Some quick things to get out of the way; NIS America seemed to advertise Neptunia PP as a idol sim, and it definitely has aspects of that, but the core of the game is a Visual Novel / Dating Sim. Because of this, I’m going to be reviewing it much differently. I’ve read other reviews with some logical criticisms based on the idea that Neptunia PP is an idol sim, but I can’t. So, if you have no experience with the dating sim market, this game might not be for you. I just want to ensure we’re all on the same page.
As a western released visual novel, Neptunia PP doesn’t have a lot of competition, but I can safely say, it is mechanically very good. All of the options you’d expect from a good dating sim are here. You can save at any point, check up on the girl you picked stats, and the all important “skip dialogue I’ve already seen” button is mapped to the L button. What is strangely missing from the UI is a quick save and quick load button. I understand that it might not have been practical to map them to buttons, but the Vita has a touch screen! That said, loading times are close to negligible and it’s easy enough to back out of the game and load your last save.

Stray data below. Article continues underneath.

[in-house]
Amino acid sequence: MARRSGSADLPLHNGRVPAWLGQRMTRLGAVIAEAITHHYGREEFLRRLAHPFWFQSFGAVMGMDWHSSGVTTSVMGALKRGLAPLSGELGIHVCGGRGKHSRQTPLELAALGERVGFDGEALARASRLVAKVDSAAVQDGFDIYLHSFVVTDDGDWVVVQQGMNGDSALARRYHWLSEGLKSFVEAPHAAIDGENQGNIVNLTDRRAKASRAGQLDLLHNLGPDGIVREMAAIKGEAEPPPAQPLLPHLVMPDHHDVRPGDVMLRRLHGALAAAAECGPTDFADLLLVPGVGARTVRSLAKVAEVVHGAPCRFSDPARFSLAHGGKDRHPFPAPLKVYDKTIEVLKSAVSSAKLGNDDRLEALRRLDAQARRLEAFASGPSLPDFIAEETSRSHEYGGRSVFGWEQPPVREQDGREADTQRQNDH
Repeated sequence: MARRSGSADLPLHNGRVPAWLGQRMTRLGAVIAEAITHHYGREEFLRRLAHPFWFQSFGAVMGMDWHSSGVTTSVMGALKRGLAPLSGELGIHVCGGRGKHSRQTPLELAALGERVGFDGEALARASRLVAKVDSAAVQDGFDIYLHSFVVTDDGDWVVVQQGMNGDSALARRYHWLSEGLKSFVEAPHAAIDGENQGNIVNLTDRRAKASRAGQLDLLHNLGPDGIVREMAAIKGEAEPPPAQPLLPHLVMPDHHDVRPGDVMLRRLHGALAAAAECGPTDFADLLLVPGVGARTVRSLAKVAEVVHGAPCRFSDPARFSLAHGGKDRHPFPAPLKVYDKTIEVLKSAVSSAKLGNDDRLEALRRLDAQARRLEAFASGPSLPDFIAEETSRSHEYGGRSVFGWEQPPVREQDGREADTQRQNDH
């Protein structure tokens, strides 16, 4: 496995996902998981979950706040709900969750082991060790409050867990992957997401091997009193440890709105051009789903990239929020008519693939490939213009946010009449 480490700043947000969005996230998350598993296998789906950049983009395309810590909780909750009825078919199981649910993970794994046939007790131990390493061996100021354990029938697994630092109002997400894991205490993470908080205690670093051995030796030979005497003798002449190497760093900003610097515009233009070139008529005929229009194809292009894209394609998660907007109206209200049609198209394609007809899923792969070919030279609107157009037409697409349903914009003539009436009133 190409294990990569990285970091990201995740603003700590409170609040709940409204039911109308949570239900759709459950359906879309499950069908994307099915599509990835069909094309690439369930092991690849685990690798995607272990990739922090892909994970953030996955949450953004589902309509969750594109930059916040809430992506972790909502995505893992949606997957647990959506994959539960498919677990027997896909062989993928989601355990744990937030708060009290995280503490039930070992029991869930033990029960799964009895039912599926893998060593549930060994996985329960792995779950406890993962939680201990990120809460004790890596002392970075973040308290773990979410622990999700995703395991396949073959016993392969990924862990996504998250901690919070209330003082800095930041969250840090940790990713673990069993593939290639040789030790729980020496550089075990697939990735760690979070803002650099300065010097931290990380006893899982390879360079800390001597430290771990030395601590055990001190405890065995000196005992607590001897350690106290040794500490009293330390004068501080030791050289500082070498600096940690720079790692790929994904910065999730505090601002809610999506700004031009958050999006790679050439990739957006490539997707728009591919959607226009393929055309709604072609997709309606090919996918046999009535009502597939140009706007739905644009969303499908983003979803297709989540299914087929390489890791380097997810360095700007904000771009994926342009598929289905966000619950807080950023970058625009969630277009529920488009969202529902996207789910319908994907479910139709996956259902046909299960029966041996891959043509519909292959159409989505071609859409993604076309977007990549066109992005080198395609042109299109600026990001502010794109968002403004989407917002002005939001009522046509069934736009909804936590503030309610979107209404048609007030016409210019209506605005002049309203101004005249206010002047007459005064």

Even though it lacks the quick load, Neptunia PP’s New Game+ makes quick save and quick load a thing you might not even want to do. Once you complete a path through the game – and watch the AMAZING ending music video which is worth playing for alone – when you start a new game using your clear save, the next time you play, all of the girl’s stats will reflect your play. This makes it EXTREMELY easy to max out the stats of every character and turn them all into superstar idols. You may recall a post on Sega Addicts about this game being too easy. Well, there’s a reason for this. The point of visual novels is to see everything. To put an arbitrary challenge in the game would be counter to the goals of a visual novel player. The real challenge is to look at each character’s event completion percent and realize you’ve seen 90% and not know what to do next; which brings me to my next point.